As the name suggests it certainly is green out here and very similar to Mildura, growing everything from grapes to avocados and everything in between. Shane has visited here before when a client of his experienced some extreme storm damage so its a nice trip down memory lane for him.
The dam out here is pretty impressive in fact damned impressive. Fairbairn Dam holds back the waters of Lake Maraboon and covers a massive 150 square kilometres – its also a nice place for fishing or picnicking. Holding twice as much as the Sydney Harbour and even better plays host to the delicious Red Claw Yabby.
Fairbairn Dam/Lake Maraboon
The botanical gardens is a great place for us to go for a walk and lots to look too.
The last of the suns rays catch the top branches as the lorikeet settles down for the night
Nogoa River – which is living up to its name
We did dropped into the information centre here – the lady was amazing, knew all about the area and had some really helpful advise.
29/5/2017 – 31/5/2017
You definitely know you are in cane country – sugar cane is everywhere. It seems like every piece of farmable land is taken up with cane – even front yards of properties are not the humble old Aussie lawn but more cane. We are driving around the coastal areas near Ingham to have a look at Hinchinbrook Island and come across a 6km long jetty at Lucinda, at the southern end of the island channel. Apparently the worlds largest bulk sugar loading facility.
The southern end of Hinchinbrook Island
6km jetty for loading sugar
Our afternoon ends with a walk around the TYTO Wetlands, named after the endangered Tyto Capensis Owl, which promises at least 20 rare birds as well as plenty of others. I think we are pretty lucky to see 3 of the more rare ones, Black Neck Stork, Comb-crested Jacana and Wandering Whistling Ducks, but there are many other birds to enjoy watching.
The only negative was having to quickly find the aeroguard before being eaten alive by the mossies but then we are in the middle of a swamp.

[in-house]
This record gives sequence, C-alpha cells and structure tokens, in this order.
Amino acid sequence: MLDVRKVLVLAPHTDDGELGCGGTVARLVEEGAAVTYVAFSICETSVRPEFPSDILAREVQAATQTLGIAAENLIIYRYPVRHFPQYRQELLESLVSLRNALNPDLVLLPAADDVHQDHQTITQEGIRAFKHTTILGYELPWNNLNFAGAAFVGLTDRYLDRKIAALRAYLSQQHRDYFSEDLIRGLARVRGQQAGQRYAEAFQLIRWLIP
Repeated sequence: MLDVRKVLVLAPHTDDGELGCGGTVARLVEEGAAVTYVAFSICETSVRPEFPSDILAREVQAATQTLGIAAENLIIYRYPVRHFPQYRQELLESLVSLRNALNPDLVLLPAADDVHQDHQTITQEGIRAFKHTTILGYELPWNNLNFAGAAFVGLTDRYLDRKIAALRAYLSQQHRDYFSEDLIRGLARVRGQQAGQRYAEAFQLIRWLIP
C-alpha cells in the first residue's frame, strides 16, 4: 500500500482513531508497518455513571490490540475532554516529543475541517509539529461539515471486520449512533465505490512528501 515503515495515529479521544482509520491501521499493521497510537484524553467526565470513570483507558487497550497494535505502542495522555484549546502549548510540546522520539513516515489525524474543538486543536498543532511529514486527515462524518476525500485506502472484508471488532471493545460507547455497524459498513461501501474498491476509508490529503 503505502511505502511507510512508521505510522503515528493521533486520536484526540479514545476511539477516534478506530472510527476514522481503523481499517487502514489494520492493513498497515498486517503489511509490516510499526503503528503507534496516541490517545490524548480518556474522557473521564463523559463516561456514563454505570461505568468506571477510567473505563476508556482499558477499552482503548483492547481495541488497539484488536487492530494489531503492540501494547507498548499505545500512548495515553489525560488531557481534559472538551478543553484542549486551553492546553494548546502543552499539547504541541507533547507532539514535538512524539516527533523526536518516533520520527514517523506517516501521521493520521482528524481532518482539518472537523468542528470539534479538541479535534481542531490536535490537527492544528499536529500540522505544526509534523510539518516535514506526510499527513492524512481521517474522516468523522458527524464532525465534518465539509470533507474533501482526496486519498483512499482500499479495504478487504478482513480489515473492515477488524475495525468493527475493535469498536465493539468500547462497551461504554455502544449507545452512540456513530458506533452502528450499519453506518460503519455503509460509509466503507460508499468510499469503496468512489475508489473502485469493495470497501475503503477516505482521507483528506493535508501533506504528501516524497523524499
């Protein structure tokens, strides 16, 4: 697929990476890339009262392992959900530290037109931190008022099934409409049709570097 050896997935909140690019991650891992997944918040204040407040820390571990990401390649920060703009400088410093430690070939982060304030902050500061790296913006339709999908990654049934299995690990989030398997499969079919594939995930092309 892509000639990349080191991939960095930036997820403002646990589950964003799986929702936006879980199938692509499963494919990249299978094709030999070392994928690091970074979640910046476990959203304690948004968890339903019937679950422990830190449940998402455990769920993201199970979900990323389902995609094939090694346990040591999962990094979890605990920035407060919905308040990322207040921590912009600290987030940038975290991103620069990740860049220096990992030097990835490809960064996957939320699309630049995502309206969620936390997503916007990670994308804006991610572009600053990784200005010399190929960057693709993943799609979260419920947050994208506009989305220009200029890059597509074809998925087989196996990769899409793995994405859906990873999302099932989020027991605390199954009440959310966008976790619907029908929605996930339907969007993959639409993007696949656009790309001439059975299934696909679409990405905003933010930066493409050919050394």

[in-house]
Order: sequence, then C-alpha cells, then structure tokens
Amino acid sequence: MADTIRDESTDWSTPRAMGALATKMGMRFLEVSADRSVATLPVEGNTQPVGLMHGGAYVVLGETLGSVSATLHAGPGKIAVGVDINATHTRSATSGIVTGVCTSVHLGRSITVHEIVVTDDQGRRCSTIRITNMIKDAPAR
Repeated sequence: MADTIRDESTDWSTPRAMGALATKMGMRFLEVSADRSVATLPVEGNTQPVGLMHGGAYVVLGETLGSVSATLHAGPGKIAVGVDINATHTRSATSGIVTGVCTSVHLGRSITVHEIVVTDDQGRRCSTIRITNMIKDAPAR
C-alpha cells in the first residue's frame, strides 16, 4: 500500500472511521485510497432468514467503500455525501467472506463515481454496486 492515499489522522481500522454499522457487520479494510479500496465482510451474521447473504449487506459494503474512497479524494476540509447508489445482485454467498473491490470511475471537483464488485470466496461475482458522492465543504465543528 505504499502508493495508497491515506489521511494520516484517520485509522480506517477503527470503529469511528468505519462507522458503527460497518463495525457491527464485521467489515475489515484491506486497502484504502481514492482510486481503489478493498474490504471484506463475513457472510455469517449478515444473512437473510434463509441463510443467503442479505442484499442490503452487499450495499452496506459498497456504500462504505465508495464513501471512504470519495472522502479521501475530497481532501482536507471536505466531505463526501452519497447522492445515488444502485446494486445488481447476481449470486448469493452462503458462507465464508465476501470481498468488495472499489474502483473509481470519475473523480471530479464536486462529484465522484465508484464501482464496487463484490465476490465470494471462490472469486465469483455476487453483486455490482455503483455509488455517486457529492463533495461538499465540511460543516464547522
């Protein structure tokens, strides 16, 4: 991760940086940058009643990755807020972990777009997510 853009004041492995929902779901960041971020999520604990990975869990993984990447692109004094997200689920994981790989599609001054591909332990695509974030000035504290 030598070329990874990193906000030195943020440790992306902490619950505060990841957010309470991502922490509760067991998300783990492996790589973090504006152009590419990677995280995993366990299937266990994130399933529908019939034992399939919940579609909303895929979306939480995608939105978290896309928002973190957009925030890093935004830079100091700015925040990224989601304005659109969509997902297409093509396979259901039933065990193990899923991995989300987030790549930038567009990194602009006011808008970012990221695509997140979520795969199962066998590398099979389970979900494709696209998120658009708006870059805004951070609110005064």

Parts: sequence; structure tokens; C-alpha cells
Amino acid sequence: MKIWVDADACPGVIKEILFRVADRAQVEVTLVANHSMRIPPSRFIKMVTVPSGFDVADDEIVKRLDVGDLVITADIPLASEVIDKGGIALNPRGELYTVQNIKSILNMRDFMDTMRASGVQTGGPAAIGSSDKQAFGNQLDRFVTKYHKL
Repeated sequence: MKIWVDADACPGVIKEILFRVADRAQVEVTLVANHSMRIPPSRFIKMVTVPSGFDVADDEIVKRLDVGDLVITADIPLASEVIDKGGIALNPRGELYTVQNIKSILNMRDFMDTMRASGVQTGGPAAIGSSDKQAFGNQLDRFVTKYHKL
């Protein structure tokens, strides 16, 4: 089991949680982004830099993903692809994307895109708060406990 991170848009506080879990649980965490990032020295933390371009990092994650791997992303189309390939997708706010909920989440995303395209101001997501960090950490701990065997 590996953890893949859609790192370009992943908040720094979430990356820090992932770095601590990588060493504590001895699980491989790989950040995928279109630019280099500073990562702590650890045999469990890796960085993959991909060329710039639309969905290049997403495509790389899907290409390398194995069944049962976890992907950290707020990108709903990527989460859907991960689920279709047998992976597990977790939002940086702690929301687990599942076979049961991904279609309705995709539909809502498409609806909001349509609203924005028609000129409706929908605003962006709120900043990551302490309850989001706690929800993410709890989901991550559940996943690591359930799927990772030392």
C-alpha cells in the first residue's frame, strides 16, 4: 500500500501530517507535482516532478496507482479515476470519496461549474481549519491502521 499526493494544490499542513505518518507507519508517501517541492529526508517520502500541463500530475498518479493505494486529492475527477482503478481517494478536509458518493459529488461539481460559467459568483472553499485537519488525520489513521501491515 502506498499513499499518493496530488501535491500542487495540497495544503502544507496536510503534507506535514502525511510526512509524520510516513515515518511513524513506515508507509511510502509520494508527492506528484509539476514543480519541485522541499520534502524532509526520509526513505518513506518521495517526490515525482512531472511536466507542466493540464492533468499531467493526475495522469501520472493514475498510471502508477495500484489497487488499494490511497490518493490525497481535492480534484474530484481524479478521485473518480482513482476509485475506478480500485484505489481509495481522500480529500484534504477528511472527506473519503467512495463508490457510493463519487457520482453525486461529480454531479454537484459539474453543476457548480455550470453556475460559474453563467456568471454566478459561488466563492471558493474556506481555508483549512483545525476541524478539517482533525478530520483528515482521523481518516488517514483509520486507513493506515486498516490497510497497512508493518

Ingham is also home to the ‘pub with no beer’, Lee’s Hotel – apparently the americans drank it all. Its a great pub with a good atmosphere, friendly staff and we almost wish we were going to stay for the State of Origin – free beers until the first points scored and free pies all night!
As soon as I realised we were so close to Australia’s longest drop waterfall I knew I couldn’t resist checking it out. Even the 52 Kilometre drive from Ingham is interesting as we wind in and out of sugar cane farms and then through Brahman cattle, who are clearly not worried about traffic at all, making all vehicles go around them with a lazy kind of “I was here first’ look in there eye.
The final 18km is what you would expect going up a into the Seaview Ranges, sharp corners, steep but with fabulous views over the coastline. Happily the road is relatively wide, compared to the Puluma Road.
The lookouts on the way are fantastic and you can see clear across to the beaches, the ocean, Hinchinbrook Island and over Girringun National Park.
I think I may have used up all my descriptive words for waterfalls but this one is sensationally spectacular and I’m so happy we made the effort to see it. Stoney Creek spills dramatically over the escarpment and cascades down almost 270 metres into a pool which is 20 metres deep. It sure has the WOW factor.
There is a very challenging walk to the bottom of the falls, 2km long and dropping almost 270m is not for the faint hearted – according to the sign anyway. (Shane took one look at it and said see you in a couple of hours.)
Shane decides reading a book would be best for him.
I loved this zigzagging trail, rainforest all around, butterflies, glimpses of the falls through the ferns and then a rainbow at the end – aahh.
Due to some dawdling I took about 40 minutes to get to the bottom so it could be done in 30 or less and about an hour to get back up which leaves you plenty of time to appreciate the surroundings – savour the journey. The track does get more treacherous towards the end and getting over to the pool is quite a dangerous undertaking so I decided to just sit and enjoy.